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One highlight of our conference each year is our Straight from the Source series, a grouping of panels featuring individuals with autism and those closest to them. This year, we held an Autism at Work panel, a session for adults on the spectrum to share their experiences of joining and being a part of the workforce. During this panel, attendees got to meet Evan Spencer, Amy Kleinman, Angel Russo, and Tim Hughes, self-advocates with a variety of perspectives gained from employment. Evan, Amy, Angel, and Tim were kind enough to sit down with Milestones after their panel to share a little bit about the topics discussed and why they wanted to get involved.
Thanks so much for taking some time to talk to us today! Would you mind telling us how you first heard of Milestones?
Evan: My mom runs a support group that works closely with Milestones. I came my first year to the conference kind
of nervous, to see what was here for myself. I always thought it would be people my mom’s age who are working for individuals with autism, but then I saw it was also for individuals and that’s what sold me on coming back.
Amy: I’ve known about Milestones for I don’t know how many years. My mother and I had talked about coming to the conference for years; we have gone to Beth Thompson for some
help when we needed it. And finally last year, we were just like ‘you know what, we’re going to get scholarshipped and we’re going to go!’ Then this year, Beth asked me to speak, so we’re here again. And hopefully next year too!
Angel: Haley Dunn who is with Milestones, I knew her for a long time so she asked me to come speak.
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T-minus two weeks until #MNAC2018 and we could not be MORE excited about all the insightful, informative sessions this year! Milestones is especially thrilled about the outstanding line-up of self-advocates presenting, one being Raesin Caine, MS. Raesin is a self-proclaimed nerd for science, the arts, and learning new things whenever she can. Diagnosed just last year with autism, Raesin celebrated when she received the news. Since her diagnosis, Raesin has made it a personal goal to change the way people think about autism by counteracting negative perspectives of the disorder when she encounters them.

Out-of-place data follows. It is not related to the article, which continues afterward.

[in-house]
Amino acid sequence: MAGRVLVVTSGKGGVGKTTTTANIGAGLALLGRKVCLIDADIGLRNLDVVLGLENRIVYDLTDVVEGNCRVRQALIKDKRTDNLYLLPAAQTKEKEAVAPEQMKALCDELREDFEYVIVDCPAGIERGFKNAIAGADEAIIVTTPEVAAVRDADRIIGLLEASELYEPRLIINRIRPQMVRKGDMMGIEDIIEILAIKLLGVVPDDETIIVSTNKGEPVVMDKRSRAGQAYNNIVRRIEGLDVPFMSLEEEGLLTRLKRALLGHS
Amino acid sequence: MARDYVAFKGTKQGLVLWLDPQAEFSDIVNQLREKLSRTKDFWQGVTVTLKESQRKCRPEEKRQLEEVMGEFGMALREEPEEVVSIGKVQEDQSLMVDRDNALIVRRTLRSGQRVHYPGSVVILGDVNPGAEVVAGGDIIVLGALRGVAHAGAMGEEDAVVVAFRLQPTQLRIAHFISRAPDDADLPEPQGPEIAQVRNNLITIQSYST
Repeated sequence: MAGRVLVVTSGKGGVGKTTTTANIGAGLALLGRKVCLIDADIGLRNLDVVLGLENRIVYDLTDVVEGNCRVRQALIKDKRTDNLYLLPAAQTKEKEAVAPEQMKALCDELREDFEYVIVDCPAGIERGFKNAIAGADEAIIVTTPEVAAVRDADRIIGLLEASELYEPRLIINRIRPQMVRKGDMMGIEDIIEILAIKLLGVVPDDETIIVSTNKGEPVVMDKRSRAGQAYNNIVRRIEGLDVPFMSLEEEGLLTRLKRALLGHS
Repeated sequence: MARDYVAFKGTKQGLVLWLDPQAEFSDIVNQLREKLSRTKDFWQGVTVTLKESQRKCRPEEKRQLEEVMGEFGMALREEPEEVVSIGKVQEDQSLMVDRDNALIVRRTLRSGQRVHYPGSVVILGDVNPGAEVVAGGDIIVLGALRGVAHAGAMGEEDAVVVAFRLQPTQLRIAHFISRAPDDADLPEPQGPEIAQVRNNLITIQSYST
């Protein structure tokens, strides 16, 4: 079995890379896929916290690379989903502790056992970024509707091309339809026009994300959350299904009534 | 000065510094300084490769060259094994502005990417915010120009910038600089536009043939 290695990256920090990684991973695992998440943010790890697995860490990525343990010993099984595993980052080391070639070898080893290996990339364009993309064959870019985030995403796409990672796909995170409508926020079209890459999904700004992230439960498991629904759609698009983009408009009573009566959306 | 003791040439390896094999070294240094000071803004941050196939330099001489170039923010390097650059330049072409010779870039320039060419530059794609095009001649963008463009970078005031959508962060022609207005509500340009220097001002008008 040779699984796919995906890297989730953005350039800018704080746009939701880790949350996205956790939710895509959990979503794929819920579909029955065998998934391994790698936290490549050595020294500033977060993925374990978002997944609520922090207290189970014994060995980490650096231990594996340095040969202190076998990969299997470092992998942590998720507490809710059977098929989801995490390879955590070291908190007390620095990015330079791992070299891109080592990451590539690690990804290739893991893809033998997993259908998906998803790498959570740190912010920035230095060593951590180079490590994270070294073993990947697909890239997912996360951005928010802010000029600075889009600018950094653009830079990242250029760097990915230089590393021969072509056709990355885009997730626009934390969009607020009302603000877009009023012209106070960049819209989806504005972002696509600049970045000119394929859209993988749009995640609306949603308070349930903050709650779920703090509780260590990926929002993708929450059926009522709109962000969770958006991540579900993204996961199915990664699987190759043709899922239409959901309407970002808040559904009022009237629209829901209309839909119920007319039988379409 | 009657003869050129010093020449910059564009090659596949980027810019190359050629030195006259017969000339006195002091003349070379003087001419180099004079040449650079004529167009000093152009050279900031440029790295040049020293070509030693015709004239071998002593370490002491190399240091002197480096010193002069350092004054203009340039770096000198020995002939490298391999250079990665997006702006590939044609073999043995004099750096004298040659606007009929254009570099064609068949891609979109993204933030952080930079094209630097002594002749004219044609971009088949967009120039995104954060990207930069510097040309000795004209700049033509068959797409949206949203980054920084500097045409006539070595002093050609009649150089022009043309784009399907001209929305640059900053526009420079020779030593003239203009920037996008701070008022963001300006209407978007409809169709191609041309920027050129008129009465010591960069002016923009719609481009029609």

“If I had my way, I’d do away with the charity walks, puzzle pieces, and tragic language, and insist on reframing autism in a way that promotes confidence, ownership, and celebration (I’m imagining the enthusiasm you’d find at a drag ball or marching band extravaganza.)”
What initially got you interested in the Milestones Conference? Can you describe your first conference experience and why you wanted to come back as a speaker?
“Admittedly, I was starstruck by Temple Grandin, who has been one of my heroes since I first read about her back in the nineties in the book, An Anthroplogist on Mars. I was also curious about what I could learn at an autism conference since I’d never attended one before.